16 of 19 people found the following review helpful
I Speak Because I Can,
This review is from: I Speak Because I Can (Eco-pack) (Audio CD)
Laura Marling's second album takes its groundings in her first and expands, improves and revises all of the things that made the last so good. It is a beguiling, bewitching album - good on first listen, but definitely a grower, getting better with each listen. Ethan Johns (of Ryan Adams and Ray LaMontagne fame, amongst others) was at the helm for production, and he has really drawn out the best of Laura. The album sounds fantastic.
The songs on here are more mature, as if Laura has really grown into the songwriter she aspired to be on 'Alas, I Cannot Swim'. Several of the songs have a very Dylan-esque feel to them in the way she delivers the lyrics and spins a story. The subject of the songs are somewhat ambiguous, yet this only makes them more appealing, songs for everyman. It is a darker album than the first too, playing well on dynamics and instrumentation. Songs build slowly, eventually reaching a crescendo in the climax. 'Hope in the Air' is a good example, starting with a quiet guitar, before a bass-y piano is introduced, then banjo, drums, another guitar, all with increasing ferocity and volume. Again, Mumford & Sons act as backing band (Marcus can often be heard providing backing vocals), and the influence is particularly evident in this production style. There is more energy in the performances, more assurance in the delivery of the lyrics. It is a very English album in its feel, with the exceptions of 'Devil's Spoke' and the title track (which are slightly Eastern-tinged, inspired perhaps by her recent trip to India with Mumford). This is especially evoked on 'Goodbye England (Covered in Snow)', but there is a wintry ambience throughout, as if Laura intended the album to be heard in solitude, with headphones on.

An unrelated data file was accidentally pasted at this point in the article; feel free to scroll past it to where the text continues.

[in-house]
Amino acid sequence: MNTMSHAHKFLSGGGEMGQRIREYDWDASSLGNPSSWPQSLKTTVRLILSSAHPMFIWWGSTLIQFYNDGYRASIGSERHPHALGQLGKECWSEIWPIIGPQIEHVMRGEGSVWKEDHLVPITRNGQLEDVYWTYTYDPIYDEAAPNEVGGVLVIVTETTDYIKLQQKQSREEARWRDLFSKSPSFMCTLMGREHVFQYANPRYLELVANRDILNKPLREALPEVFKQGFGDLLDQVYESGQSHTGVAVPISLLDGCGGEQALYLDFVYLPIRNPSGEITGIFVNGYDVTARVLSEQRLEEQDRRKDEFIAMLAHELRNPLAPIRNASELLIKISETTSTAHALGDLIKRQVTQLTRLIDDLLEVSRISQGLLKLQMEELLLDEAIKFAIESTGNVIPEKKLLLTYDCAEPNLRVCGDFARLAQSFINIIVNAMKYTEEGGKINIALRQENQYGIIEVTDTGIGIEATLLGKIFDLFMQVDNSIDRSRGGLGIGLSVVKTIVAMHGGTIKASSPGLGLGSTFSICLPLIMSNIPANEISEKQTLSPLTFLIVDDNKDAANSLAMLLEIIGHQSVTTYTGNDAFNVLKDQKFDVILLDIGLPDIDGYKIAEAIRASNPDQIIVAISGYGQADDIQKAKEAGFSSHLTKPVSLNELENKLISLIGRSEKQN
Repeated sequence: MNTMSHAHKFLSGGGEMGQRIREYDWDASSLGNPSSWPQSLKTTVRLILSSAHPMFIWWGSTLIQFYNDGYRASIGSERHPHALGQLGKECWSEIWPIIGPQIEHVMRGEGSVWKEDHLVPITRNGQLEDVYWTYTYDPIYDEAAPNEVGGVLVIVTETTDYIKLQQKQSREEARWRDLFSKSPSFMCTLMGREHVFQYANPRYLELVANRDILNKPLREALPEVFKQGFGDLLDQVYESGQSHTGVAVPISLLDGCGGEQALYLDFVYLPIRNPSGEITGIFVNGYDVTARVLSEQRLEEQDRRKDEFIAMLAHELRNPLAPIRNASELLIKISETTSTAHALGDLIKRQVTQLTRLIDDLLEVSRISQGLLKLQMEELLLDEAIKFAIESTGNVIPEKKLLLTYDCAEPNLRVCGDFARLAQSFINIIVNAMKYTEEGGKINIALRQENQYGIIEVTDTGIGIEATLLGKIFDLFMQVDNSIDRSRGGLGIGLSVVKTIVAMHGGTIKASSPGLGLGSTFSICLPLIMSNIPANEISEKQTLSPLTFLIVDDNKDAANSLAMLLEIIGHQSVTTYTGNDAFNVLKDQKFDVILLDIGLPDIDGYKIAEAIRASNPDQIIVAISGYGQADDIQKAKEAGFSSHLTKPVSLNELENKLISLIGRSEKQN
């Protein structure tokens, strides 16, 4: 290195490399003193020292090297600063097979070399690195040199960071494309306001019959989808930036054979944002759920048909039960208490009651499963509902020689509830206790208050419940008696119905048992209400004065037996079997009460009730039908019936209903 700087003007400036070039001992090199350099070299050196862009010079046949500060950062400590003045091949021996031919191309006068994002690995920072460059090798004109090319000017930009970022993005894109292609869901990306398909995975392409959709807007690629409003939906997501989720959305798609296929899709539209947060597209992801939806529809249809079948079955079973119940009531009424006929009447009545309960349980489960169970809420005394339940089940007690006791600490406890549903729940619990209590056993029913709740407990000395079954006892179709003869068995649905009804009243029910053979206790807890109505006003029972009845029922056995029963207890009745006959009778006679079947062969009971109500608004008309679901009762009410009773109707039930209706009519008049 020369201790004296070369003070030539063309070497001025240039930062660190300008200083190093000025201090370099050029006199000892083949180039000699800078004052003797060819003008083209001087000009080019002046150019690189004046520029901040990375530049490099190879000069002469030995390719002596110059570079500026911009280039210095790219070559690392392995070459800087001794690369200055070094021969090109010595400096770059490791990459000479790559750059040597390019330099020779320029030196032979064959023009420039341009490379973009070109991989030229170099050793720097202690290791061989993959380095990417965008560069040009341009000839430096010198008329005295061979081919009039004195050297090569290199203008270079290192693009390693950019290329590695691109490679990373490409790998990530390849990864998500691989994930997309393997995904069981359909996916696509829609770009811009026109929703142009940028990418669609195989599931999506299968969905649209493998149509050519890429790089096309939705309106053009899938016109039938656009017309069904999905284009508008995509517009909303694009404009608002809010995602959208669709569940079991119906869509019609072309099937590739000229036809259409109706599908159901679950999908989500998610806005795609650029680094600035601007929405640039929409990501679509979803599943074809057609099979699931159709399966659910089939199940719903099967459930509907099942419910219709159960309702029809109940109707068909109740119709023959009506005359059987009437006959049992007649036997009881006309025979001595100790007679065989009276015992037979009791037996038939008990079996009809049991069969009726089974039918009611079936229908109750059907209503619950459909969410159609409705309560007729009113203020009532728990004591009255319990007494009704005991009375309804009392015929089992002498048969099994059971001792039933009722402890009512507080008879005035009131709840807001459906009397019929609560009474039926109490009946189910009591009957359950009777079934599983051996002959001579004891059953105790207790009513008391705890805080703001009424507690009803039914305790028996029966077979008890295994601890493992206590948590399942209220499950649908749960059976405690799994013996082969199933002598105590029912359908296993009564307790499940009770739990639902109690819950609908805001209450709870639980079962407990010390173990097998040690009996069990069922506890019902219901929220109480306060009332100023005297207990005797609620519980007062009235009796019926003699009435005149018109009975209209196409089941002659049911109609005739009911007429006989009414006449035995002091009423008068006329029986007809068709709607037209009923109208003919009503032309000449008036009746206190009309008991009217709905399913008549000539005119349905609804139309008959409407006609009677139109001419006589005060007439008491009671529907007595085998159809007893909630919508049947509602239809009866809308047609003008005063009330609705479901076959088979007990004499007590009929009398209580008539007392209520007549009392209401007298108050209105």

Overall, I cannot find fault with the album. It is excellent, a step forward from her debut. Laura sounds more assured, more confident in her abilities as a songwriter; you can hear it in her voice and delivery. The album is a beautiful collection of songs, each brilliant in its own right. 'Rambling Man' and 'Darkness Descends' are catchy examples of great folk-rock, while the ballads are exceptional. My only issue - and it is a slight one - is that 'Alpha Shallows' and 'Blackberry Stone' were released as b-sides previously. With another album rumoured for release later this year, I can only hope that she keeps writing songs of a similar quality.